According to Sullivan, the MSP “maintains a list of towing companies [that] are authorized by MSP to perform towing and recovery services at MSP's request, ” for the purposes of “clearing motor vehicle accidents from state highways . . . .” ECF 11, ⁋ 9. Specifically, after the MSP determines that clearing an accident will require towing services, the “MSP selects a towing company from its pre-approved list to perform the necessary . . . services.” Id. When the MSP engages a towing company to perform such services, the resulting tow is referred to as a “‘nonconsensual tow[ ].'” Id.

Sullivan alleges that “it is, and at all times pertinent was, one of the approved Permit Holding towing companies on the MSP list and authorized to perform nonconsensual towing and recovery services at the request and direction of the MSP.” Id. ⁋ 10. “Following the Accident, MSP engaged Sullivan to perform the towing and recovery services related to the Vehicle and the Load.” Id. ⁋ 11.

However, Sullivan also alleges that the “‘nonconsensual tow' at issue became a ‘consensual tow' during the recovery process.'” Id. ⁋ 9 (emphasis omitted). Sullivan asserts: “Crete, through its agent, had conversations with Sullivan during the Recovery process.” Id. ⁋ 12. Through these conversations, Sullivan came to believe that Crete had “give[n] ‘permission'” to Sullivan “to finish the Recovery and store vehicles [sic], cargo and various debris at Sullivan's Garage.” Id. Thus, in Sullivan's view, it “had a verbal contract” with Crete to perform the services in issue. Id. And, “at the request of MSP, and at the request of Crete, ” Sullivan “performed the towing and recovery services following the Accident, ” which “included removing the Vehicles [sic], its cargo, cleanup of debris from the roadway and transportation to Sullivan's tow yard.” Id. ⁋ 13 (underlining in original).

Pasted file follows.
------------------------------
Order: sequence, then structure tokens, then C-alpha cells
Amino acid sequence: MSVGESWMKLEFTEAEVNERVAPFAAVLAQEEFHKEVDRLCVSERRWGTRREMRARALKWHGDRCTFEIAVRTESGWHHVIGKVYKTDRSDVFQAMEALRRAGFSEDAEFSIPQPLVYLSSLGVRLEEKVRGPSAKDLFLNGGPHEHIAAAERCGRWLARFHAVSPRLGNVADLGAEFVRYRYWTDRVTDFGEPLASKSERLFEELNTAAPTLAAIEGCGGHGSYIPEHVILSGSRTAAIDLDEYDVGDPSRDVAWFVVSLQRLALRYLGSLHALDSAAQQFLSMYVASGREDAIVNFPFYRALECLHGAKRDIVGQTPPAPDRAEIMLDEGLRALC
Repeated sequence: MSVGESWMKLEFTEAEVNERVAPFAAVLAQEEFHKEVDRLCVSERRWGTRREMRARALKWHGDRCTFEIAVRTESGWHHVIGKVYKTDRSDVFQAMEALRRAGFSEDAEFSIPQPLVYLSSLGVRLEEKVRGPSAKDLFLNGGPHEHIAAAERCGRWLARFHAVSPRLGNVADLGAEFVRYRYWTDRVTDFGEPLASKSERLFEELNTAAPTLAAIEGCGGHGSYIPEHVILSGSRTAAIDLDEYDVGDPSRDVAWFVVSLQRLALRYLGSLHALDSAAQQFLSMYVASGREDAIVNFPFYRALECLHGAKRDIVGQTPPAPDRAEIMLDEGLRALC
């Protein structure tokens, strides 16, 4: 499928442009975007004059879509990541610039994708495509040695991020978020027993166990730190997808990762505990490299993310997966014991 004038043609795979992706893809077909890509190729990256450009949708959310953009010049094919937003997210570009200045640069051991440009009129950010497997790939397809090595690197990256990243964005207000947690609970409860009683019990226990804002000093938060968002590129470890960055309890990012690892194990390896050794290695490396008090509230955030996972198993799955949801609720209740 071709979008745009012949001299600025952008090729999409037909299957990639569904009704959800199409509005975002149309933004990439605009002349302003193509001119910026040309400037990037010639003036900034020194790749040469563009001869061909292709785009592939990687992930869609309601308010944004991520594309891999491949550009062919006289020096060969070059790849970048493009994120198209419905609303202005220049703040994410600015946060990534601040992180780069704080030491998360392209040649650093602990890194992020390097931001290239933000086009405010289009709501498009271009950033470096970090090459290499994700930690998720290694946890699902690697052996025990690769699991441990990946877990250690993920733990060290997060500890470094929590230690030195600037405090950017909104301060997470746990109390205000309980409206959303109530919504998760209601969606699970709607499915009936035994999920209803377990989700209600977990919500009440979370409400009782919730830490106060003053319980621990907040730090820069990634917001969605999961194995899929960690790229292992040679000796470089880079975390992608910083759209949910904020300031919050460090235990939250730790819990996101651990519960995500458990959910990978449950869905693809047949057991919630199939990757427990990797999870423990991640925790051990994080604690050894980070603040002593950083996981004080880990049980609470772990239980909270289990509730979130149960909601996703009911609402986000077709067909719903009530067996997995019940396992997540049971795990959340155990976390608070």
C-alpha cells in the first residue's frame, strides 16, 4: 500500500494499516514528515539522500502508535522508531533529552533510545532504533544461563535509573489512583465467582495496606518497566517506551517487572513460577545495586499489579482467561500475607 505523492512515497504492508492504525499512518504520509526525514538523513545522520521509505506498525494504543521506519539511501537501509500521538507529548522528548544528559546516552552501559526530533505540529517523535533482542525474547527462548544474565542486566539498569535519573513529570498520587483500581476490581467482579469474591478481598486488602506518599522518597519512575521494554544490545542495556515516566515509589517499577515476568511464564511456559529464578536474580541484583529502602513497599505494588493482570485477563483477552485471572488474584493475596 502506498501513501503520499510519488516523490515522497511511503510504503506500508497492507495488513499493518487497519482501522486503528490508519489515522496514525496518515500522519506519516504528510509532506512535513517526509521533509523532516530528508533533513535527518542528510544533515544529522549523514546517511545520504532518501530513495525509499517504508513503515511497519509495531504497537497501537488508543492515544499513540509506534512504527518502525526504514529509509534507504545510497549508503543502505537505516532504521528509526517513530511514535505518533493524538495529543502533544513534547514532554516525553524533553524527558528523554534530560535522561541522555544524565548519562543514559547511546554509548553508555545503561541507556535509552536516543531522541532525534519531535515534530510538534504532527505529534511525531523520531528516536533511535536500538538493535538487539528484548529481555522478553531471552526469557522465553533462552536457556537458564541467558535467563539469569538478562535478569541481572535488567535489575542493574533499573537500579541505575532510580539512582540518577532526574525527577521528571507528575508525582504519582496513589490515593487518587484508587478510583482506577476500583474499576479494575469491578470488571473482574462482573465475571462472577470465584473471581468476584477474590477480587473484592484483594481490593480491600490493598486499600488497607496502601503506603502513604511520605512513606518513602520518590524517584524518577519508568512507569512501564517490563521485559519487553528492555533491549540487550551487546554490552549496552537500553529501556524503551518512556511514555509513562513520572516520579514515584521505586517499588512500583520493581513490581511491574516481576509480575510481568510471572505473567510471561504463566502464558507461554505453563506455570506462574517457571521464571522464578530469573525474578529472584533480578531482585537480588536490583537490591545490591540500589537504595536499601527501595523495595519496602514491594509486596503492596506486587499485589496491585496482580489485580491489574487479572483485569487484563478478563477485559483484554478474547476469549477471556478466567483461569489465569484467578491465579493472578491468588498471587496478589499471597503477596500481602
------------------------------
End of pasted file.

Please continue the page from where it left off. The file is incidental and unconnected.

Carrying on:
Sullivan subsequently issued Invoice No. 520803422 to Crete in the amount of $211, 455 for the services rendered following the accident. ECF 11, ⁋ 14; see ECF 11-1 (the Invoice).[5]However, Crete refused to pay for the towing and cleanup services that Sullivan provided. ECF 11, ⁋ 15.

II. Motion to Dismiss the Counterclaim: Standard of Review

Crete has challenged certain claims in the Counterclaim by way of a Motion to Dismiss under Rule 12(b)(6). As discussed, infra, Rule 12(b)(6)is also pertinent to the analysis applicable to the Motion to Amend the Answer.

A Rule 12(b)(6) motion tests the legal sufficiency of a complaint or, in this case, a proposed counterclaim. Presley v. City of Charlottesville, 464 F.3d 480, 483 (4th Cir. 2006); see In re Birmingham, 846 F.3d 88, 92 (4th Cir. 2017); Goines v. Valley Cmty. Services Bd, 822 F.3d 159, 165-66 (4th Cir. 2016); McBurney v. Cuccinelli, 616 F.3d 393, 408 (4th Cir. 2010), affd sub nom., McBurney v. Young, 569 U.S. 221 (2013); Edwards v. City of Goldsboro, 178 F.3d 231, 243 (4th Cir. 1999). A Rule 12(b)(6) motion constitutes an assertion by a defendant (or a counterdefendant) that, even if the facts alleged by a plaintiff (or counterplaintiff) are true, the complaint fails as a matter of law “to state a claim upon which relief can be granted.” See Venkatraman v. REI Sys, Inc., 417 F.3d 418, 420 (4th Cir. 2005) (citing Mylan Labs., Inc. v. Matkari, 7 F.3d 1130, 1134 (4th Cir. 1993)); Ibarra v. United States, 120 F.3d 472, 473 (4th Cir. 1997).

Whether a complaint states a claim for relief is assessed by reference to the pleading requirements of Fed.R.Civ.P. 8(a)(2). See Migdal v. Rowe Price-Fleming Int'l Inc., 248 F.3d


321, 325-26 (4th Cir. 2001); see also Swierkiewicz v. Sorema N.A., 534 U.S. 506, 513 (2002). The rule provides that a complaint must contain a “short and plain statement of the claim showing that the pleader is entitled to relief.” The purpose of the rule is to provide the defendants with “fair notice” of the claims and the “grounds” for entitlement to relief. Bell Atl. Corp. v. Twombly, 550 U.S. 544, 555-56 (2007).

To survive a motion under Rule 12(b)(6), a complaint must contain facts sufficient to “state a claim to relief that is plausible on its face.” Twombly, 550 U.S. at 570; see Ashcroft v. Iqbal, 556 U.S. 662, 684 (2009) (citation omitted) (“Our decision in Twombly expounded the pleading standard for ‘all civil actions'. . . .”); see also Fauconier v. Clarke, 996 F.3d 265, 276 (4th Cir. 2020); Paradise Wire & Cable Defined Benefit Pension Plan v. Weil, 918 F.3d 312, 317 (4th Cir. 2019); Willner v. Dimon, 849 F.3d 93, 112 (4th Cir. 2017). To be sure, a plaintiff need not include “detailed factual allegations” in order to satisfy Rule 8(a)(2). Twombly, 550 U.S. at 555. Moreover, federal pleading rules “do not countenance dismissal of a complaint for imperfect statement of the legal theory supporting the claim asserted.” Johnson v. City of Shelby, Miss., 574 U.S. 10, 11 (2014) (per curiam). But, mere “‘naked assertions' of wrongdoing” are generally insufficient to state a claim for relief. Francis v. Giacomelli, 588 F.3d 186, 193 (4th Cir. 2009)...